Trouble saying no led to 20 years of foster care for Basin Electric employee

Rhonda-and-Bryan-Chapman

Rhonda and Bryan Chapman

In 1988, President Ronald Reagan declared May National Foster Care Month, and it continues to be recognized and celebrated today. For Rhonda Chapman, Basin Electric account analyst II at Dry Fork Station, Foster Care Month hits close to home, as she and her husband, Bryan, have been foster parents for 20 years.

Chapman says they initially got into foster care when her mother-in-law and father-in-law were fostering children. “Back then, the rules stated that if one of their foster children wanted to spend time with our family, my husband and I needed to be licensed, so we did what we needed to get licensed,” she says.

Not long after that, they began receiving calls for placements. “We had a hard time saying no, and here we are 20 years later,” she says. While she says it’s hard to say how many children they have fostered over the years, she estimates is it somewhere between 40 and 50.

The Chapmans have two grown biological children as well as two grown former foster children that they adopted. “They have all been a huge help caring for these kiddos,” she says. “With my husband and I both working full time, they have helped us by driving the kids to activity practices, helping them with their homework, and many other things. I am so thankful to have the support of all my family.”

kids,-Justin,-Courtney,-Melisa

The Chapman kids: biological children Justin and Courtney, and Melisa, an adopted former foster child.

In addition to the support of her family, Chapman says Basin Electric has been extremely supportive of her role as a foster parent. “With the many doctor appointments, court hearings, counseling sessions, and activities we need to attend, I wouldn’t be able to do this if I didn’t have the support of my employer, and I have never felt anything but support from Basin Electric,” she says.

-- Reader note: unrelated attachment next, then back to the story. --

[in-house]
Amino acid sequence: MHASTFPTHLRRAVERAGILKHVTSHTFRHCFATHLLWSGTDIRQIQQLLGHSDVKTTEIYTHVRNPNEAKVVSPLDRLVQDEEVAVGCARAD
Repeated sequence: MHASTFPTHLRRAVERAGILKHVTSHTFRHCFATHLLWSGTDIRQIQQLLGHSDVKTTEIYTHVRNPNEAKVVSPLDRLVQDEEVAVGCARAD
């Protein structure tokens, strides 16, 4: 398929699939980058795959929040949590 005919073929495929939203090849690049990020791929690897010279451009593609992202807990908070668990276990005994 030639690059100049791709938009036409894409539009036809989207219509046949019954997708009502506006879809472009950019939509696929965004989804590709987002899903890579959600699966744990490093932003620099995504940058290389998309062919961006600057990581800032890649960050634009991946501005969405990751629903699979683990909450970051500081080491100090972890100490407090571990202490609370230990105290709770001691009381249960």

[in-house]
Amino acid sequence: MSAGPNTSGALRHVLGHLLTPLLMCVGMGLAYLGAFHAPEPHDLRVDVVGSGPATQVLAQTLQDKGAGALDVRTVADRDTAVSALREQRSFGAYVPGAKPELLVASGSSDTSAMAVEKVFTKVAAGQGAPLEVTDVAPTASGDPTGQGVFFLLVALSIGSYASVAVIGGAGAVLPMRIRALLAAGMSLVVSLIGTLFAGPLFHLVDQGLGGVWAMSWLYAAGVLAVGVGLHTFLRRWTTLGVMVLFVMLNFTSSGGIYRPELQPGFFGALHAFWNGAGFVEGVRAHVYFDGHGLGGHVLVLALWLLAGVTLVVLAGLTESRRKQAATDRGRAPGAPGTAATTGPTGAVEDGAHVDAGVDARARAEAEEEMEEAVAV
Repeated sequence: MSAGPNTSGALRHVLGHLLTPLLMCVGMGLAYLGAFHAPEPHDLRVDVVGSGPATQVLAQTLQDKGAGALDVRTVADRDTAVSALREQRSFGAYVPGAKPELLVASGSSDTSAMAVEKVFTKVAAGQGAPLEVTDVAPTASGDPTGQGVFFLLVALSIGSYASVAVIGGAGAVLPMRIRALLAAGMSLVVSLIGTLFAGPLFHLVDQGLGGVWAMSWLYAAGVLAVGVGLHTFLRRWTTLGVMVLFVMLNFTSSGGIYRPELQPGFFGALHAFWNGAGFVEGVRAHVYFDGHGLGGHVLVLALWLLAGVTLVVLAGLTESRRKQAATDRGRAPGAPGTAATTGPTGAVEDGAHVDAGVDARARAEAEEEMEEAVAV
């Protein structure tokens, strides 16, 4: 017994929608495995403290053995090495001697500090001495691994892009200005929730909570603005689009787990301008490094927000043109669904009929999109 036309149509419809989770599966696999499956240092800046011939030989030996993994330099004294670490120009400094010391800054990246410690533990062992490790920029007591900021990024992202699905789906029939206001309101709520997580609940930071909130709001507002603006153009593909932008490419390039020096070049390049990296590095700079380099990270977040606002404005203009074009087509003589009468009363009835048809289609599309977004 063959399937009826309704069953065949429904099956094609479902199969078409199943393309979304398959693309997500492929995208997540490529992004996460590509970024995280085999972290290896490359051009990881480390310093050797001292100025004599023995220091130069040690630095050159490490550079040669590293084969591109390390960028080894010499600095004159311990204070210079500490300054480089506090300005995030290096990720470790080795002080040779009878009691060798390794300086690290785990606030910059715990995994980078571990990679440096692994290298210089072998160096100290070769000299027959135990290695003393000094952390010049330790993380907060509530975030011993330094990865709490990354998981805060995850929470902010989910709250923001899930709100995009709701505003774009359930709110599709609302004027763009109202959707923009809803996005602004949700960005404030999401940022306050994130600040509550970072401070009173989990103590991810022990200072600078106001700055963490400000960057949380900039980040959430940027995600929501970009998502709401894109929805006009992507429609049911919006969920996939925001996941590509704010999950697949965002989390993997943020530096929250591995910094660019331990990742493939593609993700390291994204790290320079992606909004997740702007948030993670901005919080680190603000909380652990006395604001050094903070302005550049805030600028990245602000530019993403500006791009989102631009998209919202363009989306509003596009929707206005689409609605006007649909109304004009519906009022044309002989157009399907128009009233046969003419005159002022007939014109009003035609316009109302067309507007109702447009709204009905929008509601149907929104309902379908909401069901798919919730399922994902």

Just as Basin Electric supports her role as a foster parent, Chapman says it is her job to be supportive of her foster children’s biological parents. “Being a foster parent means giving our time and resources to help families through a difficult time. After so many years, we’ve realized that we don’t just do it for the children, but for their parents, too,” she says. “They need to know you support them – that you are not there to keep their children, rather you are there to keep them safe and love them until the family situation is corrected and it’s time to go back to a home that’s better than the one they left behind.”

Chapman’s biggest piece of advice for anybody thinking about becoming a foster parent is to have patience. “You have to understand that when you get a child in your home, you are there to care for the child. You fall in love, but ultimately these children already have parents, and even though they have made mistakes, they love their children – they just need help getting their lives back on track,” she says. “Once they get the help they need, the court system may allow the children to go back home, and you have to trust that that’s the right decision. It’s the loving environment that makes it a home, and hopefully they can become a success story. Once it’s all said and done, you have to believe you have had an impact on these children and they will have a better future because of it.”

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